There are a couple of items that have been in the news that I haven't really messed with, but that I'd like to comment on.
First off, Chris Christie. I personally don't believe that Christie had no idea that his staff was ordering lane closures to get back at politicians who failed to back Christie. I think he's lying through his teeth. But to give him the benefit of the doubt, it is pretty disturbing that his staff would make such moves without the Governor's go-ahead.
Anyway, Christie has been one of the most adept Republican politicians out there, starting out as a full blown Tea Partier back in 2010 and 2011. One of his first moves upon getting elected was to cancel the commuter rail tunnel under the Hudson River, which made no logical sense regarding the good of the state of New Jersey or regional transportation, but fit right in to the Tea Party's war on trains (see John Kasich, Scott Walker and Rick Scott for other anti-train idiocy in that time period). Likewise, he became a Fox News video star by denigrating a public school teacher at a public meeting because she had the nerve to take him to task for bad mouthing public employees. That was when all the newly elected Republican governors were using public workers as a punching bag.
However, like John Kasich, Christie was able to sense that the Tea Party was its own worst enemy, and each made efforts to appear bipartisan in order to avoid following the Tea Party to extreme unpopularity. So far, in the bridge scandal, Christie has managed to not be dragged down yet, but with the new charges from the mayor of Hoboken, I think he's got his work cut out for him going forward. As I said before, I think he knew all about the bridge deal, and his alleged actions fit with prior examples of personal assholery. Will that hurt him with the Republican electorate? Assholery won't, but appearing to be bipartisan will. Republicans love them some assholes.
Secondly, I haven't touched on Iran, Israel and the United States in a while. The diplomatic breakthroughs between Iran and the United States have been one of the few accomplishments of the Obama administration in the foreign policy sphere. It is disturbing to me that a coalition of large state Democrats and crazy Republicans in the Senate has pushed a bill for new sanctions on Iran in an attempt to derail the nuclear talks amongst the United States, Europe, Russia and Iran. The influence of Israel over Middle East policy is terrifying. One political party, and numerous powerful members of another are under the sway of another nation, going as far as placing the interests of that nation over the interests of our own. Diplomacy is the only realistic way to deal with the Iran nuclear program, and anyone who tries to position the United States to go to war with Iran is not acting in the interests of the United States.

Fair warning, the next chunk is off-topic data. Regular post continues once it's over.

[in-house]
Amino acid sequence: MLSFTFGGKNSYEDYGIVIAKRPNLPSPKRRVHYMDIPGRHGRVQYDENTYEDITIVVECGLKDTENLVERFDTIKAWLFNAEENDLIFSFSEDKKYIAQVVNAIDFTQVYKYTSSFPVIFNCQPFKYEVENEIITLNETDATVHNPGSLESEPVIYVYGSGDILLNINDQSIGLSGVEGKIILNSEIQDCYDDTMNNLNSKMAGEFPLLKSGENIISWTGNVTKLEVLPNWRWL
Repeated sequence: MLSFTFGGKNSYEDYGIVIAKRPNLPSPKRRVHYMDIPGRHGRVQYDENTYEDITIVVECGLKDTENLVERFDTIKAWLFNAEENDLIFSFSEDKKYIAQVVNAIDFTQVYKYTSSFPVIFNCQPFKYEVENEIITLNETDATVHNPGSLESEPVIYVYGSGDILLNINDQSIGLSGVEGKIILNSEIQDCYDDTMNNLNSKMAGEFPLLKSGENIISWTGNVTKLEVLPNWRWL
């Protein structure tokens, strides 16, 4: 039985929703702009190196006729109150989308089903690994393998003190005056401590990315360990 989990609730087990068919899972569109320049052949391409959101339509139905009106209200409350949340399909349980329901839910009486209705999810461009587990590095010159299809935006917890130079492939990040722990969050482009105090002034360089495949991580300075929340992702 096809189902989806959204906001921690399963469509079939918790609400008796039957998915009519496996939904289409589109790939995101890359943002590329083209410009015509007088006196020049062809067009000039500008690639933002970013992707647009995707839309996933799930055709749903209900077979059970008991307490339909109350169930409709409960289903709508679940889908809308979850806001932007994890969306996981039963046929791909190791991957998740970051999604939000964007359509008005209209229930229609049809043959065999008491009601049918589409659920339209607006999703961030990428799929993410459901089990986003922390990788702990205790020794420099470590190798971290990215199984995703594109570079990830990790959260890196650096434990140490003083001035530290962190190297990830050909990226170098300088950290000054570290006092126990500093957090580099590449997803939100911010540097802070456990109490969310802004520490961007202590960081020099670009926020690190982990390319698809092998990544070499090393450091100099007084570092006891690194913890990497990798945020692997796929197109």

Finally, the President's NSA speech this week was another bunch of weak sauce defending an unsupportable series of surveillance programs. There should be a bipartisan move to disassemble the NSA programs as a ridiculous waste of taxpayer money, a drag on the effectiveness of counter-terrorism efforts and a gross violation of civil liberties. Will that happen? I doubt it. But trying to find the world's smallest needle in the world's largest haystack probably shouldn't involve continuously increasing the size of the haystack. The threat of terrorism to our way-of-life has been ridiculously exaggerated, and in trying to counter this grossly over-imagined threat, we have allowed a much greater threat to that way-of-life to be created. Please, let's dismantle the ridiculous security state.